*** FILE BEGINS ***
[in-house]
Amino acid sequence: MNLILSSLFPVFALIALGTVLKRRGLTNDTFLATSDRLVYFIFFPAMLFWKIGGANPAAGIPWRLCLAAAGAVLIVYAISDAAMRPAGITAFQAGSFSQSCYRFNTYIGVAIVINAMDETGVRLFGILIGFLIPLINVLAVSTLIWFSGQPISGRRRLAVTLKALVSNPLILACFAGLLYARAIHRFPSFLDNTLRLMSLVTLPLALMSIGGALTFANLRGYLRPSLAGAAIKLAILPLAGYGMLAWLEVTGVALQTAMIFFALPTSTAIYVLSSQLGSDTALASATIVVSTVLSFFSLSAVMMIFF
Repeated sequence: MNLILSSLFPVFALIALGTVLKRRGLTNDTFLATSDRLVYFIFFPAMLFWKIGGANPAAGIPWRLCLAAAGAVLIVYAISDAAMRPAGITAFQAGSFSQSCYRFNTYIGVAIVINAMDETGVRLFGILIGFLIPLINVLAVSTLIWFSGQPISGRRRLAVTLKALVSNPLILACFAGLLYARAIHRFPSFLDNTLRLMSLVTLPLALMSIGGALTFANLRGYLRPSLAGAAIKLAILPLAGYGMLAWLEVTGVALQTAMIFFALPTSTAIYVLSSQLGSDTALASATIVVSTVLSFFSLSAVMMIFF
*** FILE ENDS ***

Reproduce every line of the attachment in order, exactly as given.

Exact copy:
[in-house]
Amino acid sequence: MNLILSSLFPVFALIALGTVLKRRGLTNDTFLATSDRLVYFIFFPAMLFWKIGGANPAAGIPWRLCLAAAGAVLIVYAISDAAMRPAGITAFQAGSFSQSCYRFNTYIGVAIVINAMDETGVRLFGILIGFLIPLINVLAVSTLIWFSGQPISGRRRLAVTLKALVSNPLILACFAGLLYARAIHRFPSFLDNTLRLMSLVTLPLALMSIGGALTFANLRGYLRPSLAGAAIKLAILPLAGYGMLAWLEVTGVALQTAMIFFALPTSTAIYVLSSQLGSDTALASATIVVSTVLSFFSLSAVMMIFF
Repeated sequence: MNLILSSLFPVFALIALGTVLKRRGLTNDTFLATSDRLVYFIFFPAMLFWKIGGANPAAGIPWRLCLAAAGAVLIVYAISDAAMRPAGITAFQAGSFSQSCYRFNTYIGVAIVINAMDETGVRLFGILIGFLIPLINVLAVSTLIWFSGQPISGRRRLAVTLKALVSNPLILACFAGLLYARAIHRFPSFLDNTLRLMSLVTLPLALMSIGGALTFANLRGYLRPSLAGAAIKLAILPLAGYGMLAWLEVTGVALQTAMIFFALPTSTAIYVLSSQLGSDTALASATIVVSTVLSFFSLSAVMMIFF